As Asia continues its love affair with coffee, Robin Lynam looks at how the industry is responding.

Asia’s lively coffee culture continues to thrive, and to diversify. While large branded chains of coffee shops such as Starbucks and Costa are expanding their operations throughout the region, smaller purely local operators are developing their own followings, and influencing tastes.

The strong bitter brews of yesteryear are no longer what the majority of coffee drinkers require. Coffee connoisseurship – or at least opinionated taste – is now widespread. Where once people were happy to settle for a caffeine hit, now flavour and aroma are the dominant considerations. Customers are interested in the provenance of their beans and how they are roasted, and in the finer points of the barista’s art.

According to Market Intelligence Agency Mintel two Asian countries are now among the world’s largest coffee markets by volume. Japan, which consumes 304,000 tonnes annually, and Indonesia at 268,000 tonnes are ranked within the top five global coffee markets after the United States, Brazil and Germany.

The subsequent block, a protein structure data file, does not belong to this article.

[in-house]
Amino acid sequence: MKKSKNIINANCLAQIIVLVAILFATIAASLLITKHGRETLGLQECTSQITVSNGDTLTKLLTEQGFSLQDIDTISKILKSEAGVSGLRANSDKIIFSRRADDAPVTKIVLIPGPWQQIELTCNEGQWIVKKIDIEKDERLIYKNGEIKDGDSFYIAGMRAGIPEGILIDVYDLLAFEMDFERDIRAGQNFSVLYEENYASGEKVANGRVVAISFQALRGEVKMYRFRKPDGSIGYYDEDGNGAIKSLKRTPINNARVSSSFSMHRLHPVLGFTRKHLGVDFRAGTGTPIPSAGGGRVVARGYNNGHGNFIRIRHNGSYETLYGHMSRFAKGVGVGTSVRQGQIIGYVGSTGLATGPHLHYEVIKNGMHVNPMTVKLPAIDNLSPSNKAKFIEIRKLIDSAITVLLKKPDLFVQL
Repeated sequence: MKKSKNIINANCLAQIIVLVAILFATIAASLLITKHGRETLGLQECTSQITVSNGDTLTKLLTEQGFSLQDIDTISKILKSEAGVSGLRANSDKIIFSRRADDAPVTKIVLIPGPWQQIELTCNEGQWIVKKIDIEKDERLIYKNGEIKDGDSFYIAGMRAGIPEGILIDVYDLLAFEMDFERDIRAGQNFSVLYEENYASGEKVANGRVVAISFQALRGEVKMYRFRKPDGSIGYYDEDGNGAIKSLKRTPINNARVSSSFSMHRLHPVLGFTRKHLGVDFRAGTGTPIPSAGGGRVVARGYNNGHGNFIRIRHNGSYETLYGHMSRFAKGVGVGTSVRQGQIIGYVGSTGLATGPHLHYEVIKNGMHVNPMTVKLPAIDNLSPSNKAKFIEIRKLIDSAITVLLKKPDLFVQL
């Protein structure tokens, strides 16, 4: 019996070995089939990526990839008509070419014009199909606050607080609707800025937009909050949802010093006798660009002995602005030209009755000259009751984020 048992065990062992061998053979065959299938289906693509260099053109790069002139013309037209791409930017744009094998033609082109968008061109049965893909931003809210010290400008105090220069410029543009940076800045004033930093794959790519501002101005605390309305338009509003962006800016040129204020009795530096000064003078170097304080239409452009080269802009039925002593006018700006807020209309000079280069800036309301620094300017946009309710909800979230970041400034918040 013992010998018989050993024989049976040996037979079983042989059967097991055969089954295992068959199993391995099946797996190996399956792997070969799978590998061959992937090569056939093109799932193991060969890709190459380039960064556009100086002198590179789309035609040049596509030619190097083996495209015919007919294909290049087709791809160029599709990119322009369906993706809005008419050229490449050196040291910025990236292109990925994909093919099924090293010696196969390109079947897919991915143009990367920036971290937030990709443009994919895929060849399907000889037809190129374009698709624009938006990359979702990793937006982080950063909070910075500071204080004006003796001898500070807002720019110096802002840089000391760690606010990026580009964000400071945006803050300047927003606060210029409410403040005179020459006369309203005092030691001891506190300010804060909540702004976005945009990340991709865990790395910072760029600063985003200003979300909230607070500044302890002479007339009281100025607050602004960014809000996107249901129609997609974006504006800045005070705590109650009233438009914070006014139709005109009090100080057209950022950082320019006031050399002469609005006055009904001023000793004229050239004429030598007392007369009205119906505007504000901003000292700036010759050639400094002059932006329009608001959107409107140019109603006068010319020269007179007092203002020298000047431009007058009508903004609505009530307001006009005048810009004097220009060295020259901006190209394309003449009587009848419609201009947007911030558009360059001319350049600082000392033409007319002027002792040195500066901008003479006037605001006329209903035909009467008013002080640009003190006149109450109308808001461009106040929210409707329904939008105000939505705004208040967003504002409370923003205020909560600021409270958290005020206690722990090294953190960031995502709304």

“Asia has great growth potential when it comes to coffee, with consumption continuing to rise across the region. Coffee culture has surged in Asia with more and more specialty coffee houses setting up shop in countries like Japan, Singapore, and Indonesia,” says Jonny Forsyth, Associate Director, Mintel Food & Drink.

“Big brand coffee chains are also increasing their expansion efforts in the region. Additionally, Asia’s emerging markets have led global coffee growth in years past and will continue, with Indonesia leading this charge.”

Small specialist coffee outlets are well established in Tokyo, Jakarta, Hong Kong, Singapore, Bangkok and other sophisticated Asian cities – alongside those of the bigger regional and international branded groups. Now both types of operation are also in competition in second tier Asian cities – particularly in the potentially huge China market.

CHINA BOUND

Although per capita coffee consumption in China is still low, at an estimated three cups per year, according to the International Coffee Organization over the last ten years total consumption in the country has grown at an average annual rate of 16 per cent. In the last five years Starbucks has more than tripled its number of outlets in the country from 1,017 in 2013 to 3,300 in 2018. Costa is also expanding its presence, and both groups are focusing on second as well as first tier cities.